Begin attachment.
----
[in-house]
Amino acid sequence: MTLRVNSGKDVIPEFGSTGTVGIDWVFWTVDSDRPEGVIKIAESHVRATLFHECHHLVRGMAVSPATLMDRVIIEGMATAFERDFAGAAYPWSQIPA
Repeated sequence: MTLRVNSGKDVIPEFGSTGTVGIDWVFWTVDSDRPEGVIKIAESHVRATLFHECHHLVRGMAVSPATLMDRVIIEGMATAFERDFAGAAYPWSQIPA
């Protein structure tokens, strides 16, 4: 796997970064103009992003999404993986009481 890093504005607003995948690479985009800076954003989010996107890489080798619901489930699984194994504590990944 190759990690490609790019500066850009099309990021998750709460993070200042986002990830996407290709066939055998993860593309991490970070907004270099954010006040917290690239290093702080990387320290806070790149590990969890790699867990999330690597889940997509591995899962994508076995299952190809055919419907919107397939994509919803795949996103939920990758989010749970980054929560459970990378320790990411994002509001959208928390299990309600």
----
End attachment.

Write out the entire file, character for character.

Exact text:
[in-house]
Amino acid sequence: MTLRVNSGKDVIPEFGSTGTVGIDWVFWTVDSDRPEGVIKIAESHVRATLFHECHHLVRGMAVSPATLMDRVIIEGMATAFERDFAGAAYPWSQIPA
Repeated sequence: MTLRVNSGKDVIPEFGSTGTVGIDWVFWTVDSDRPEGVIKIAESHVRATLFHECHHLVRGMAVSPATLMDRVIIEGMATAFERDFAGAAYPWSQIPA
């Protein structure tokens, strides 16, 4: 796997970064103009992003999404993986009481 890093504005607003995948690479985009800076954003989010996107890489080798619901489930699984194994504590990944 190759990690490609790019500066850009099309990021998750709460993070200042986002990830996407290709066939055998993860593309991490970070907004270099954010006040917290690239290093702080990387320290806070790149590990969890790699867990999330690597889940997509591995899962994508076995299952190809055919419907919107397939994509919803795949996103939920990758989010749970980054929560459970990378320790990411994002509001959208928390299990309600």